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1990s

Everything You Know – Zoe Heller

Everything You Know

Five words from the blurb: women, daughter, suicide, diaries, lonely

I loved Notes on a Scandal, but couldn’t finish The Believers and so was interested to see what I’d make of Zoe Heller’s debut novel, Everything You Know.

The book focuses on Willy, a bitter man recovering from a heart attack. His youngest daughter has just committed suicide and he is struggling to cope with the other relationships in his life. The book explores his emotions as he attempts to put his life back on track.

Willy is a unlikable character who is impossible to warm to. As I read about his opinions and actions I frequently wanted to slap him, but despite these problems I was impressed by the realistic honesty of his words:

Sophie has always intimidated me. I was awkward around both of my daughters – embarrassed by their little pink bodies, appalled by their pukings and snottings, convinced that if they cuddled too close I would get an erection – but I was especially nervous of Sophie. She was by anyone’s standards, a daunting child – creepily self-possessed and knowing about adult matters.

There were some fantastic pieces of writing, peppered with emotion and insight, but the structure of the book didn’t work for me. At less than 200 pages this should have been a fast read, but it was frequently a chore – it didn’t flow very well and there was no forward momentum.

It was interesting to see how Heller’s writing developed over the three books, but apart from that this book had little appeal. I like my books to have more plot and less bitterness.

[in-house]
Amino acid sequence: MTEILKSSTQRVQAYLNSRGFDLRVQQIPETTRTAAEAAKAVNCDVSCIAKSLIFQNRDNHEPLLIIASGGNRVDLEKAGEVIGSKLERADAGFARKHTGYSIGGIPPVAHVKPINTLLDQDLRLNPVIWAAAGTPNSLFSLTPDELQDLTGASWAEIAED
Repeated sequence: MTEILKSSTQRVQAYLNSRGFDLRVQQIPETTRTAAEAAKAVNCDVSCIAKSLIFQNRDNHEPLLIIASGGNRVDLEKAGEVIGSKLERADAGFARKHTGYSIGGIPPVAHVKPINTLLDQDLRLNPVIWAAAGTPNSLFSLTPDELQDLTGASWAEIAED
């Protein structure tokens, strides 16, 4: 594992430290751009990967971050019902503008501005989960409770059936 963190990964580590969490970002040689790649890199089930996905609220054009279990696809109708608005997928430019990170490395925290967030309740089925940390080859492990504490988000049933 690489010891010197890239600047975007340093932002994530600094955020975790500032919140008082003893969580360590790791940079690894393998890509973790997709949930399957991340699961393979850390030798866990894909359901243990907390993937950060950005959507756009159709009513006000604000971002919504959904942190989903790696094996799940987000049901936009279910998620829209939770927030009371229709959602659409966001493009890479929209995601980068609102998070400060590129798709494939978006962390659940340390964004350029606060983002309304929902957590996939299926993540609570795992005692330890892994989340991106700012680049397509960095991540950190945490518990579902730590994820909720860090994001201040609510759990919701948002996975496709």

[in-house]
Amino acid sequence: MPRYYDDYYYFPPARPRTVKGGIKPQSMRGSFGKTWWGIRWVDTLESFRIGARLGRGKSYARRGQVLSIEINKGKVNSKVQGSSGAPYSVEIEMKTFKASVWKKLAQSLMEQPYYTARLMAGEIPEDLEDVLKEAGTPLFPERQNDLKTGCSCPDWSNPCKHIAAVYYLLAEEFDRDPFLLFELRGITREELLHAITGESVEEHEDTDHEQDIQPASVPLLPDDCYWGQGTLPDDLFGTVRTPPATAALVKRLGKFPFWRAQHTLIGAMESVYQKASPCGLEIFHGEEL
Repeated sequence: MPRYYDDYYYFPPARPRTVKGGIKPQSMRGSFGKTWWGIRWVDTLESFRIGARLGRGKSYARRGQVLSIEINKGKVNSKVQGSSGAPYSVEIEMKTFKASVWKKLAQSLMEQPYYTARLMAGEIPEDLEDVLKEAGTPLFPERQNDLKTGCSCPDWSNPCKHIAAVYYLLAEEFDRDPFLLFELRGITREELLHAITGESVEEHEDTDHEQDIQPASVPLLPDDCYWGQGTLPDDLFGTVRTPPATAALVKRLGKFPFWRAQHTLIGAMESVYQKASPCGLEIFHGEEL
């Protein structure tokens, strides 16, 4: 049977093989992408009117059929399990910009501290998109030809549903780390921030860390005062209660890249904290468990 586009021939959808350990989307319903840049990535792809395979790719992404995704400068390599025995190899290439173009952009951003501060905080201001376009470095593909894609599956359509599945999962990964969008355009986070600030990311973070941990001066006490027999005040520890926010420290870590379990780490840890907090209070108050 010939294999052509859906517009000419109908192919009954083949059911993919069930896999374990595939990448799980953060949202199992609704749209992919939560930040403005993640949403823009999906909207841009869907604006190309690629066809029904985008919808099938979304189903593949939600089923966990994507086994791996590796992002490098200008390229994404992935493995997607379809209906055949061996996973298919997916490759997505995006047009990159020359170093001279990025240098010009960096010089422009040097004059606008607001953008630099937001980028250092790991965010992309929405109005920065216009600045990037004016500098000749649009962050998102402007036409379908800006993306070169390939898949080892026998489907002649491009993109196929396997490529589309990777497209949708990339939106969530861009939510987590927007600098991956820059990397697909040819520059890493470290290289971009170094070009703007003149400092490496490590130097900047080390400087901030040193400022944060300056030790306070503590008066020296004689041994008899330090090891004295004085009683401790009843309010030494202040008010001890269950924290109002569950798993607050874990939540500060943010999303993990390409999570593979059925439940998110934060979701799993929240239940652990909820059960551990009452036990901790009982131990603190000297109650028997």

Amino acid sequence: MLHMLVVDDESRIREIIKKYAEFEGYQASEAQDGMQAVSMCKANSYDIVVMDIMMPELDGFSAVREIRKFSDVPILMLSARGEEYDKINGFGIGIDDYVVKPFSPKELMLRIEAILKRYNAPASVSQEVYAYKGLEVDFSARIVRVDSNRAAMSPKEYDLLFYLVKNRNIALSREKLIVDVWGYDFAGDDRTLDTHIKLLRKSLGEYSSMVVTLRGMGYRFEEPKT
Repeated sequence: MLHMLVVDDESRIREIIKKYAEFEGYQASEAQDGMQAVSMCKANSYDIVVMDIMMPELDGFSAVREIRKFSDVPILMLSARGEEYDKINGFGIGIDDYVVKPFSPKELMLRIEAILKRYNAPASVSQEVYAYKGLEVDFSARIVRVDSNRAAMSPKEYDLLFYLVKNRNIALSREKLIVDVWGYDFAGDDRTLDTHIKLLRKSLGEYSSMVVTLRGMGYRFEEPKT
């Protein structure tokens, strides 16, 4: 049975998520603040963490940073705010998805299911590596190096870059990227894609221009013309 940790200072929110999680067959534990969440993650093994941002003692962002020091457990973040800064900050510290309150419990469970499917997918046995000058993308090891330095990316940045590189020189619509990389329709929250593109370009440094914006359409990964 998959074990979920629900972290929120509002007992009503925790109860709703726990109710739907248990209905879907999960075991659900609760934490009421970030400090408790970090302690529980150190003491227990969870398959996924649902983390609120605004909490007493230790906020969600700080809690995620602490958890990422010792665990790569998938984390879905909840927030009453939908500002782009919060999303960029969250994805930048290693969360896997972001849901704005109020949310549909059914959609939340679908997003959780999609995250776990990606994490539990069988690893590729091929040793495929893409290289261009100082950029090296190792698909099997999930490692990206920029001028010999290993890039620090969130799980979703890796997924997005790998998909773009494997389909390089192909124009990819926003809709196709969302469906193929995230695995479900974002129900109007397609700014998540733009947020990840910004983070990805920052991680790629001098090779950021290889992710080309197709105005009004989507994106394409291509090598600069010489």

Recommended to anyone interested in the thoughts of a grumpy old man.


  

30 replies on “Everything You Know – Zoe Heller”

Although I loved Notes on a Scandal and The Believers, I completely agree with you about this one – I found it very depressing and my copy went directly to second-hand! (Love the last line of your review as well)

Stephanie, The Believers is the best written of her books, but it had horrible characters and was packed with religious/political debate. It depends what you like in a book….

I have loved everything I’ve read by Heller, though I agree that Notes on a Scandal is by far her crown jewel, so I would really like to find a copy of this and read it, just because I’m sure I’d find it interesting. I think Heller is such a strong writer, I would really like to try everything she’s written!

Steph, I think you’ll enjoy this more than I did. I’m sure you’ll appreciate a lot of the observational stuff, but the structure of the book needs improving. I look forward to your thoughts.

I’ve not read anything she has written (although I have The Believers on my shelf), but my observation would be that she is all about making her readers uncomfortable. There are no sacred cows with her I don’t think. From that snippet you provided, I was already cringing. Ugh.

Sandy, Yes – she isn’t scared to delve into the darker sections of society. I like it when characters have some redeeming qualities, but the people in this book are just horrible. I can see why some people love to hate them, but it isn’t my sort of thing.

I liked ‘Notes on a Scandal’ a brilliant novel. Not sure If I ‘d bother with this one after reading your review. Grumpy old men is okay, I prefer grumpy old women as I can relate to some of their gripes. Thanks for an good review.

Oh no, I’ve not read any Heller before but this one appealed to me so is sitting in my to-be-read pile. Still it’s a big pile, maybe I’ll knock it down the list a little….

Hmm, thoughts of a grumpy old man… I think I might pass. Loved Notes on a Scandal, and haven’t read anything else by Heller, as the blurbs at the back of the book haven’t really caught my eye. It’s always been like, “yeah, ok, but I’d rather read…”

Glad to see I haven’t missed out!

anothercookiecrumbles, The blurbs didn’t attract me either, but I’m always curious when it comes to an author of a book I’ve loved. I really should learn to listen to my head sometimes!

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